Infrastructure and landscape
More from: Venice preview: Introduction
When we received the invitation to exhibit, we had just won an Architectural Competition for a new University in Lima, Peru. This is our first Project in South America. During the competition, as we researched Lima, with its unique climate, its unique culture, we acknowledged our influences from South America and took the opportunity to celebrate the inspirational work of Paulo Mendes da Rocha.
Exploring themes of architecture as ‘built geography’, ‘abstracted landscape’, ‘landscape and infrastructure’ and ‘the horizon and the human being’, we are proposing two ‘figures’, forming a sense of Common Ground .The two ‘figures’ we are studying are Mendes da Rocha’s Estádio Serra Dourada football stadium at Goiânia, Brazil, and our university campus in Lima, where we are investigating the idea of a university as an ‘arena of learning’.
Through models, we explore the relationship between infrastructure and landscape. These include models of Mendes de Rocha’s Serra Dourada stadium and his Montevideo Bay project, along with other of his works and exploratory models of Grafton Architects’ UTEC university campus in Lima and our new building for the School of Economics at the University of Toulouse.
Mendes da Rocha describes Architecture as a specific form of consciousness, aware of the responsibility of man’s action in the universe. He speaks about Venice as the most appropriate place for this kind of discourse, as Venice is a transformed place, constructed after human necessities and wishes. It is the capital of the imagined world: the ideal place to expose these ideas.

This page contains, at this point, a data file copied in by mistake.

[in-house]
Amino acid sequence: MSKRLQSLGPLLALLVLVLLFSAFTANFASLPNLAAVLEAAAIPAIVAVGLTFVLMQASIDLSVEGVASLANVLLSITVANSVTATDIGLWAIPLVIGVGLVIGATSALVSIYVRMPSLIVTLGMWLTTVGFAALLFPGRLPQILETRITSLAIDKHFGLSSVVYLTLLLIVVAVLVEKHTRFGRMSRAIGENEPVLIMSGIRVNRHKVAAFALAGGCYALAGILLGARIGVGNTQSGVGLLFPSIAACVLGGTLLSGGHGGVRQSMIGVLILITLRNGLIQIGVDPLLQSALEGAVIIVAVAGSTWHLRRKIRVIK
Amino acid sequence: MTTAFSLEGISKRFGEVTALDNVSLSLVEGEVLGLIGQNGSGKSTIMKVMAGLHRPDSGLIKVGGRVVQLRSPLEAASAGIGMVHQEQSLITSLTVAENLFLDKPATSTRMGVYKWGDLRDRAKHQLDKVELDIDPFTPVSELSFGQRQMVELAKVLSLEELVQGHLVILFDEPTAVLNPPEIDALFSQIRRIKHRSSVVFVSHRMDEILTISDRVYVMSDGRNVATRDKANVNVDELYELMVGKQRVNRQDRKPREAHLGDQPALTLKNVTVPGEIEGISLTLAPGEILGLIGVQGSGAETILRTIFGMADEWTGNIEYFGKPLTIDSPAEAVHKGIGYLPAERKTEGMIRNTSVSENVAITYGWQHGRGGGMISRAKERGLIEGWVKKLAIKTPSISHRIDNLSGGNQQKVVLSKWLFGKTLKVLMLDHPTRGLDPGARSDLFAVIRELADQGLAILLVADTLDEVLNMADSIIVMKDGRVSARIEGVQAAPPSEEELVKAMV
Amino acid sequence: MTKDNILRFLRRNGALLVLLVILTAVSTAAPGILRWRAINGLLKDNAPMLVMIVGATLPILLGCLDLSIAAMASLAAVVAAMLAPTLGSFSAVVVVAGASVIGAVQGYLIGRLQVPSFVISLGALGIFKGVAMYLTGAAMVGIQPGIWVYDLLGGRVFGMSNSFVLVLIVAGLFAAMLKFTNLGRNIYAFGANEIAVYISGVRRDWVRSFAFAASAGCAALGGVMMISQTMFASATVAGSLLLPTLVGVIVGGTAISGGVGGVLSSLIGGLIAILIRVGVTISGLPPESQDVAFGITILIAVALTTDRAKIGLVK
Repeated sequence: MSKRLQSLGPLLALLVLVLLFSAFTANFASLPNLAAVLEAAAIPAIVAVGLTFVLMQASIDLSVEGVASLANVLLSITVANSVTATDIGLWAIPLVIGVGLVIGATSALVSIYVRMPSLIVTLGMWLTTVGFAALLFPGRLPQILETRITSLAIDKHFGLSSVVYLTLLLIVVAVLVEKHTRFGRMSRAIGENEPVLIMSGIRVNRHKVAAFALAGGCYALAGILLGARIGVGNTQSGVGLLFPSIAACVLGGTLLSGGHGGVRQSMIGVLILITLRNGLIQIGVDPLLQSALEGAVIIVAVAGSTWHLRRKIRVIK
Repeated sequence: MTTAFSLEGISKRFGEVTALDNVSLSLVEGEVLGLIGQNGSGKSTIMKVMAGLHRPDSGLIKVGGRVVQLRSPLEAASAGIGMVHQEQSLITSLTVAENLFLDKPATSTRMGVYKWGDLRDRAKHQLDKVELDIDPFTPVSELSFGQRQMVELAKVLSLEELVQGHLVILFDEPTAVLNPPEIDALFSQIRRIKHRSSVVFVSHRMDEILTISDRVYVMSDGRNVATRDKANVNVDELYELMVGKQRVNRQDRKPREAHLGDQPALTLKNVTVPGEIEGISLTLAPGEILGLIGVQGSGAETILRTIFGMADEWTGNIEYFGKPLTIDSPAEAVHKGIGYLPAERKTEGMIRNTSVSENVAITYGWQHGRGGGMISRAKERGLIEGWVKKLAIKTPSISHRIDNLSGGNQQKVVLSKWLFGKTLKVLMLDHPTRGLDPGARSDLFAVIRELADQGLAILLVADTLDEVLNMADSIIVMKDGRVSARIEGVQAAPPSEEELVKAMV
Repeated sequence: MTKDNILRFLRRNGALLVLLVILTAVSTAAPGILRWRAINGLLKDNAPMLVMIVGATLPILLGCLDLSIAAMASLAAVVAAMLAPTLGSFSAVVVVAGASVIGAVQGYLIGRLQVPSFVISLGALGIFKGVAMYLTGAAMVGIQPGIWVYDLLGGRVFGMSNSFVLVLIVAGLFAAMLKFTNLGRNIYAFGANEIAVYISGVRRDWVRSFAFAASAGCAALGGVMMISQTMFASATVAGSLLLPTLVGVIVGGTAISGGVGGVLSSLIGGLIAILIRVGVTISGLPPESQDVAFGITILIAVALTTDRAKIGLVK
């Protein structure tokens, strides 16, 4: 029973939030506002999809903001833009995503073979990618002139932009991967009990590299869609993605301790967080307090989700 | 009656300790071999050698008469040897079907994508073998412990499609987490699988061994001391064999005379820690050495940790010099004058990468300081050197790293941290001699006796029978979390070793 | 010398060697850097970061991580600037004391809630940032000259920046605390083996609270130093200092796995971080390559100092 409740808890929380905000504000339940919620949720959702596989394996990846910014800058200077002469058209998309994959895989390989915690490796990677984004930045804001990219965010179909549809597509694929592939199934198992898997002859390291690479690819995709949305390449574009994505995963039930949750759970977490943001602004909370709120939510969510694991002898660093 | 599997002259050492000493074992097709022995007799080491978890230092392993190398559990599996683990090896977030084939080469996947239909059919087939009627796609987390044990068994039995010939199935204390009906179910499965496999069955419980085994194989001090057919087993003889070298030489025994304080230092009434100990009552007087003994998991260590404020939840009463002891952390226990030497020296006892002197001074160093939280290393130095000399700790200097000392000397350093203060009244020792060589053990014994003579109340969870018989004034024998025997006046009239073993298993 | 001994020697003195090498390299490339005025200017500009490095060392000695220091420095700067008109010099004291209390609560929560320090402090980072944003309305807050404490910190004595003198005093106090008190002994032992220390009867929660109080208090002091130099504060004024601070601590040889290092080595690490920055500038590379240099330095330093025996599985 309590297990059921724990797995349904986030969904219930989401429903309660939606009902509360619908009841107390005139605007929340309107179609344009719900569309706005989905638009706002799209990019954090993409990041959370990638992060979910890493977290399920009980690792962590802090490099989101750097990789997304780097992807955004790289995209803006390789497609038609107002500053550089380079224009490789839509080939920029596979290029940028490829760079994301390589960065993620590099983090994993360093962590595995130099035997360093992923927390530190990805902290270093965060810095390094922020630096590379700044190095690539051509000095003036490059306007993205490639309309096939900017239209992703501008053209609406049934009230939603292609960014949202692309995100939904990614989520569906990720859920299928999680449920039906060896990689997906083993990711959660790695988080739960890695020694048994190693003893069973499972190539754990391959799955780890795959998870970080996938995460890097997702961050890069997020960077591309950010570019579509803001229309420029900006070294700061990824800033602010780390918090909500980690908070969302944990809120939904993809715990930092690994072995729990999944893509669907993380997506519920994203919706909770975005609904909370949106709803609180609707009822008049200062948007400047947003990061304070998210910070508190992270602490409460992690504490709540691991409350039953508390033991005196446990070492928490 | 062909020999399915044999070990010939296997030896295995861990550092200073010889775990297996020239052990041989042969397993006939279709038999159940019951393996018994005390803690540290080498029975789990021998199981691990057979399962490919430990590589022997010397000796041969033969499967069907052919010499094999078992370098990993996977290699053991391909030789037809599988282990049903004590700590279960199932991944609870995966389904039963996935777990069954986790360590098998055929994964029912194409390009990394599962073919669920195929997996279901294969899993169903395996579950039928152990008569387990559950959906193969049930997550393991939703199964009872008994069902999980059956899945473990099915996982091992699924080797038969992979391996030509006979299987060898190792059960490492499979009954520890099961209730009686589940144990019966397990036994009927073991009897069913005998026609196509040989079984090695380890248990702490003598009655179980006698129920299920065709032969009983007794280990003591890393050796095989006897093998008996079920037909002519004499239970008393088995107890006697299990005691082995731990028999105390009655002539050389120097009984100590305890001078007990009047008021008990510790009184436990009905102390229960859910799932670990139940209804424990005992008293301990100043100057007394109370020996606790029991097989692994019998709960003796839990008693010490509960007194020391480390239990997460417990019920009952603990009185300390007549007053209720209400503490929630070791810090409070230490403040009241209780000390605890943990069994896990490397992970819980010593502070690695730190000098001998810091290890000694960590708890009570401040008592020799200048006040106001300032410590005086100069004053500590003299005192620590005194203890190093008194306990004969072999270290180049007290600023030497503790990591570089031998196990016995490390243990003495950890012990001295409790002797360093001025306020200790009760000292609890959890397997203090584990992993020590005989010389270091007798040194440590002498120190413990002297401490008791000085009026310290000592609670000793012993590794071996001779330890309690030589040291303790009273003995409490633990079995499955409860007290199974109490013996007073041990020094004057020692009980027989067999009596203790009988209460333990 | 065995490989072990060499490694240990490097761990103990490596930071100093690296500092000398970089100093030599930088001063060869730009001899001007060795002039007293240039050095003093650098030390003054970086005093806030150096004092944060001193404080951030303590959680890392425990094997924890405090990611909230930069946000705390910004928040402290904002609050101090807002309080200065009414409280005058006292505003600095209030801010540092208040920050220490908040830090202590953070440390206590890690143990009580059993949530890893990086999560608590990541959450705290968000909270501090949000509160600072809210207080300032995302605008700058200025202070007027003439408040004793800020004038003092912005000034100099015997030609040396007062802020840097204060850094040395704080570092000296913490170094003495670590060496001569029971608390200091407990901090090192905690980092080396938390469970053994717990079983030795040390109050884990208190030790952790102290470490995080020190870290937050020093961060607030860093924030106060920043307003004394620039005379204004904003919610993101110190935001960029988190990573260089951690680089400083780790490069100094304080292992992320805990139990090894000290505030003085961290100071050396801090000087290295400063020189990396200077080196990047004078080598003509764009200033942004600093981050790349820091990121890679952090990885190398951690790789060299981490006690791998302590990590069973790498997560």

He says: ‘An interesting example for me is Venice - not the much-sung Venice, with its beauty, but rather the sight of a new geography … the sublime architecture of Venice is the construction of territory.’
Mendes da Rocha cites Venice as his inspiration in the design concept for his Bay of Montevideo project in Uruguay. This project transforms the shallow bay into a 3km-wide ‘water square’, where multiple passenger ferries animate the urban waterway in a practical, human and delightful way. Like a cultural beacon in this water space, an existing small island is transformed into a theatre.